terimalah hambu mu ini Ya Allah Hu Akbar

terimalah hambu mu ini Ya Allah Hu Akbar
aku nak jadi hamba Allah yang bertaqwa kepada Nya

Monday, November 5, 2012

A model of private sponsorship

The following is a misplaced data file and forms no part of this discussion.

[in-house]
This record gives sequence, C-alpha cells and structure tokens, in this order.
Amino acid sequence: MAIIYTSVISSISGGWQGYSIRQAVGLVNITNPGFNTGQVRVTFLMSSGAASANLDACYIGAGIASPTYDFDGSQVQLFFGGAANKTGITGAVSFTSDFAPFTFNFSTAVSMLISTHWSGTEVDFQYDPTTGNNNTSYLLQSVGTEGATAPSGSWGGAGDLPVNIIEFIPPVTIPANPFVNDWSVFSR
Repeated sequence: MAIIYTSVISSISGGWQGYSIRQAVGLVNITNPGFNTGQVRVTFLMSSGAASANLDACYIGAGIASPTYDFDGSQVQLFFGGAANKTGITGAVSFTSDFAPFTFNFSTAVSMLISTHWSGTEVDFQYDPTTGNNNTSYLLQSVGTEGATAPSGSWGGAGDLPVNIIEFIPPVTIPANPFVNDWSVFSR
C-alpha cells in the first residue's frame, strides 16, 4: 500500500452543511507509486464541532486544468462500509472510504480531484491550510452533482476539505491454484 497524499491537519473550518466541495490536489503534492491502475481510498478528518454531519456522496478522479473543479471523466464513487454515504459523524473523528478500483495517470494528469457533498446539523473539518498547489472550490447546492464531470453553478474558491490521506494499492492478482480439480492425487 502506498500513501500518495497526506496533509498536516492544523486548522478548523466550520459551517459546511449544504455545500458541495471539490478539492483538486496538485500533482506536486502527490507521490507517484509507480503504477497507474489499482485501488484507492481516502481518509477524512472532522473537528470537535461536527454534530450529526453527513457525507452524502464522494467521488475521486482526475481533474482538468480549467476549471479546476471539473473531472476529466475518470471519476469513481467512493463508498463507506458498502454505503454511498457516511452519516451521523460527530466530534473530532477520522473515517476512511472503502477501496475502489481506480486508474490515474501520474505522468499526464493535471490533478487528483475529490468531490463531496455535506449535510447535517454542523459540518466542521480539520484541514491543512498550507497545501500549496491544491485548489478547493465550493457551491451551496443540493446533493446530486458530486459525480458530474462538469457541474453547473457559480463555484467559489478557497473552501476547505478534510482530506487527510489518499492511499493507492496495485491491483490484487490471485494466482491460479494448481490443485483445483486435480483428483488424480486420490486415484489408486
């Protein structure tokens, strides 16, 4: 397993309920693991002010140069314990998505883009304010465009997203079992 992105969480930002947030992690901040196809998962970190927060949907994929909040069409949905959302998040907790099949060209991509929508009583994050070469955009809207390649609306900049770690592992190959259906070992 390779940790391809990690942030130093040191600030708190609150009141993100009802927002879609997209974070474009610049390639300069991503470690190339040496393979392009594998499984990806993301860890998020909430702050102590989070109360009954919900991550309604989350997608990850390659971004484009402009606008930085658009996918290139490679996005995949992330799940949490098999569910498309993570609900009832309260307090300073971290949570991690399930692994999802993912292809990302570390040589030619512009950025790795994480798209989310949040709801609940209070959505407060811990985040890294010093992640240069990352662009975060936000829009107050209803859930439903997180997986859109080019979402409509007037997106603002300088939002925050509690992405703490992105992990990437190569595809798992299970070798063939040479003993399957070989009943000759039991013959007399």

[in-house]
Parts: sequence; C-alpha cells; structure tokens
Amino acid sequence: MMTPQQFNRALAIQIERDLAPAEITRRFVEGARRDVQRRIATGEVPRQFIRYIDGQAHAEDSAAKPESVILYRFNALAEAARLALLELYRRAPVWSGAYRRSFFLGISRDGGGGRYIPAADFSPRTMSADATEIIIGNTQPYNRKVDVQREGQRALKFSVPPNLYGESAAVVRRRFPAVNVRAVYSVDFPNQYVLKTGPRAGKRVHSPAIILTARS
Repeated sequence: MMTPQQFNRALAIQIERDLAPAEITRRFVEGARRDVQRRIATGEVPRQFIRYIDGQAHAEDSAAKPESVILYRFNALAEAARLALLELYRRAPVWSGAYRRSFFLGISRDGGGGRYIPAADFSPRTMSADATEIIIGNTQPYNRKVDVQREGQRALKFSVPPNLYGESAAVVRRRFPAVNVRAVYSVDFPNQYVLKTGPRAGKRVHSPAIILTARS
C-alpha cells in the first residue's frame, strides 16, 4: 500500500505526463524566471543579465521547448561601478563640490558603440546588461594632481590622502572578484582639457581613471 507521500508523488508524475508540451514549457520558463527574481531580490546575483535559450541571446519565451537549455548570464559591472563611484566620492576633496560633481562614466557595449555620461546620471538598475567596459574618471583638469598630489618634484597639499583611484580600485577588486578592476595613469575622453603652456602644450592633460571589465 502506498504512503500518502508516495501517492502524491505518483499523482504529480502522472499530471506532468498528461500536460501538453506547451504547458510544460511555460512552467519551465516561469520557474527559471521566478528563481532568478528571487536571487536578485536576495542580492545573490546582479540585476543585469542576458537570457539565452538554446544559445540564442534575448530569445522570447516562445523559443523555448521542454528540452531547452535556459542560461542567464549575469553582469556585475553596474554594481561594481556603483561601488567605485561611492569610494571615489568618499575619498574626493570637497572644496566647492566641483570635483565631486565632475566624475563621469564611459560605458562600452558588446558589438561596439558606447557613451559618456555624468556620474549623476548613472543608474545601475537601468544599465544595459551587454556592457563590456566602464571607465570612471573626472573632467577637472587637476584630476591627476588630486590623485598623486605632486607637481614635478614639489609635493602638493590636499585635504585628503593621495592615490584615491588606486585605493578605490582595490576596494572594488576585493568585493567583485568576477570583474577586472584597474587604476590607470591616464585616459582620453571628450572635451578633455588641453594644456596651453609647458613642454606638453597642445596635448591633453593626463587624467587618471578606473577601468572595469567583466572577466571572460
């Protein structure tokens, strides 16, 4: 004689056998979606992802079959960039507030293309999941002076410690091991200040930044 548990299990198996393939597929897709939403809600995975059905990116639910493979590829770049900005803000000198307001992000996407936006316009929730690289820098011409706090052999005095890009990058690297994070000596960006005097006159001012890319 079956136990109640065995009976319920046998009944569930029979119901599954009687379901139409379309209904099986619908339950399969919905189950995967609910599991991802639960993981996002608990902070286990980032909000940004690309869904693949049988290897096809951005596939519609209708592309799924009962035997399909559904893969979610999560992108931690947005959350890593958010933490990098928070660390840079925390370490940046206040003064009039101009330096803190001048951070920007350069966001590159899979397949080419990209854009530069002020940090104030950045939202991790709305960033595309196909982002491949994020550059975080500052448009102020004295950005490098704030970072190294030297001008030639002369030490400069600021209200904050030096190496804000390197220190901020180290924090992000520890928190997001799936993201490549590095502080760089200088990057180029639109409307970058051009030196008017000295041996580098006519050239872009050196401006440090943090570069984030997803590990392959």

A model of private sponsorship The Star Says IN just over one year, the Community Chest formed as a trust to support vernacular and mission schools has chalked up an impressive record. In that period, it has given out RM100.2mil to 302 schools around the country. And there will be more donations to come. The concept of private entrepreneurs converging to help finance minority education for Malaysians need not be limited to any particular group. Yet compare the Community Chest’s contributions to those of any other group in the country. When Genting Malaysia Bhd, Lion Group, Hong Leong Finance Bhd and others first came together to form the social consortium in August last year, it was a practical demonstration of corporate social responsibility in action. If only more of such private sector initiatives could have developed since then. Still, not only does the Community Chest distinguish itself as a role model for business interests at large, it actively and continually serves the welfare of society. Education is a core right of citizens and a basic and universal social priority. The Federal Government consistently invests heavily in the education sector, which typically takes the largest chunk of the annual national Budget. However, for a rapidly transforming country like Malaysia anxious to climb high in the development stakes, education will always figure prominently as a multiplier. That involves commendable educational facilities throughout all the school years, competent higher education options, and opportunities for world-class post-graduate specialisation and advanced studies in various fields. It would require enormous resources that are constantly available, at adequate levels or better, from both the public and private sectors. That makes the model of financial support that the Community Chest represents, of combining private resources with those of Government, both practical and indispensable. And although its grants have been generous, still more contributions are needed for the worthy cause of education. The Community Chest has been in operation for 14 months now, following its launch in September last year. That should be enough time for other private-sector initiatives to take the hint and offer their own sponsorship programmes. The Government, for its part, should also encourage such programmes with sponsorship-friendly regulations, tax-exempt status to cover corporate citizenship activism, and due diligence and oversight. The ultimate beneficiaries will be Malaysians, particularly the younger generation, and Malaysia’s future.

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